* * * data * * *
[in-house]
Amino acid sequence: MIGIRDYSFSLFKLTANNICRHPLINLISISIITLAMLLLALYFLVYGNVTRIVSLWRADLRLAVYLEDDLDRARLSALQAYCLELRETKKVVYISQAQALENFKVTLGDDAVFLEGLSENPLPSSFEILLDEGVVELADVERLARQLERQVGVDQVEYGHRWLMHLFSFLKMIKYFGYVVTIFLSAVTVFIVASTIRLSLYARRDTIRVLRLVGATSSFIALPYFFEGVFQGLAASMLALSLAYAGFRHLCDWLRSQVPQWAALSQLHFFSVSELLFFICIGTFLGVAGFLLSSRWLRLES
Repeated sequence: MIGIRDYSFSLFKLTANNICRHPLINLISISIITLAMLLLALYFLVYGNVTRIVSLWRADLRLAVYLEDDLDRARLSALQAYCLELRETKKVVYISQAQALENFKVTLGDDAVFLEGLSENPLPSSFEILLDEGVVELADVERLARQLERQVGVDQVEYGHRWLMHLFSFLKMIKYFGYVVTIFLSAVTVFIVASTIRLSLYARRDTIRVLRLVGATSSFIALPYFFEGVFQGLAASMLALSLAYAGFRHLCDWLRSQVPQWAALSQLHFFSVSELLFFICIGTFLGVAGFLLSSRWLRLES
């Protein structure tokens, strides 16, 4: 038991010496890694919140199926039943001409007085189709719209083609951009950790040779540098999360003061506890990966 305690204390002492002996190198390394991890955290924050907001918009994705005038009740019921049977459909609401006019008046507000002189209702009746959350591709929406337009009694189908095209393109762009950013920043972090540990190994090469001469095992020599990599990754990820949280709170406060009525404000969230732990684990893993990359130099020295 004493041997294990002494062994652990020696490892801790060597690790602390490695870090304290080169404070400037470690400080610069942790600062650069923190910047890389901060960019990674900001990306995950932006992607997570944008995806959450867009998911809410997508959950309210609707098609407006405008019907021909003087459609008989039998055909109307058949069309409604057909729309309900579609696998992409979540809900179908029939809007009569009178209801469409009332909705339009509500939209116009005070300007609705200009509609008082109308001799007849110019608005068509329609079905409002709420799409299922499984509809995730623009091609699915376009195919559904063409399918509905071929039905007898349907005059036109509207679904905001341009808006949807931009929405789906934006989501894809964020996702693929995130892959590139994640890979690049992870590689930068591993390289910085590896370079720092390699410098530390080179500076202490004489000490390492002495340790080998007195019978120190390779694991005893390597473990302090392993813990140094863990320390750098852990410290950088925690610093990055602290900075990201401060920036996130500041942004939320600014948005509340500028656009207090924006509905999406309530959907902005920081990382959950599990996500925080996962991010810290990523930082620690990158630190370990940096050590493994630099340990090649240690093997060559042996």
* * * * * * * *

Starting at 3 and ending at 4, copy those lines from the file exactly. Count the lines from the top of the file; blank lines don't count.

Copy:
Repeated sequence: MIGIRDYSFSLFKLTANNICRHPLINLISISIITLAMLLLALYFLVYGNVTRIVSLWRADLRLAVYLEDDLDRARLSALQAYCLELRETKKVVYISQAQALENFKVTLGDDAVFLEGLSENPLPSSFEILLDEGVVELADVERLARQLERQVGVDQVEYGHRWLMHLFSFLKMIKYFGYVVTIFLSAVTVFIVASTIRLSLYARRDTIRVLRLVGATSSFIALPYFFEGVFQGLAASMLALSLAYAGFRHLCDWLRSQVPQWAALSQLHFFSVSELLFFICIGTFLGVAGFLLSSRWLRLES
């Protein structure tokens, strides 16, 4: 038991010496890694919140199926039943001409007085189709719209083609951009950790040779540098999360003061506890990966 305690204390002492002996190198390394991890955290924050907001918009994705005038009740019921049977459909609401006019008046507000002189209702009746959350591709929406337009009694189908095209393109762009950013920043972090540990190994090469001469095992020599990599990754990820949280709170406060009525404000969230732990684990893993990359130099020295 004493041997294990002494062994652990020696490892801790060597690790602390490695870090304290080169404070400037470690400080610069942790600062650069923190910047890389901060960019990674900001990306995950932006992607997570944008995806959450867009998911809410997508959950309210609707098609407006405008019907021909003087459609008989039998055909109307058949069309409604057909729309309900579609696998992409979540809900179908029939809007009569009178209801469409009332909705339009509500939209116009005070300007609705200009509609008082109308001799007849110019608005068509329609079905409002709420799409299922499984509809995730623009091609699915376009195919559904063409399918509905071929039905007898349907005059036109509207679904905001341009808006949807931009929405789906934006989501894809964020996702693929995130892959590139994640890979690049992870590689930068591993390289910085590896370079720092390699410098530390080179500076202490004489000490390492002495340790080998007195019978120190390779694991005893390597473990302090392993813990140094863990320390750098852990410290950088925690610093990055602290900075990201401060920036996130500041942004939320600014948005509340500028656009207090924006509905999406309530959907902005920081990382959950599990996500925080996962991010810290990523930082620690990158630190370990940096050590493994630099340990090649240690093997060559042996």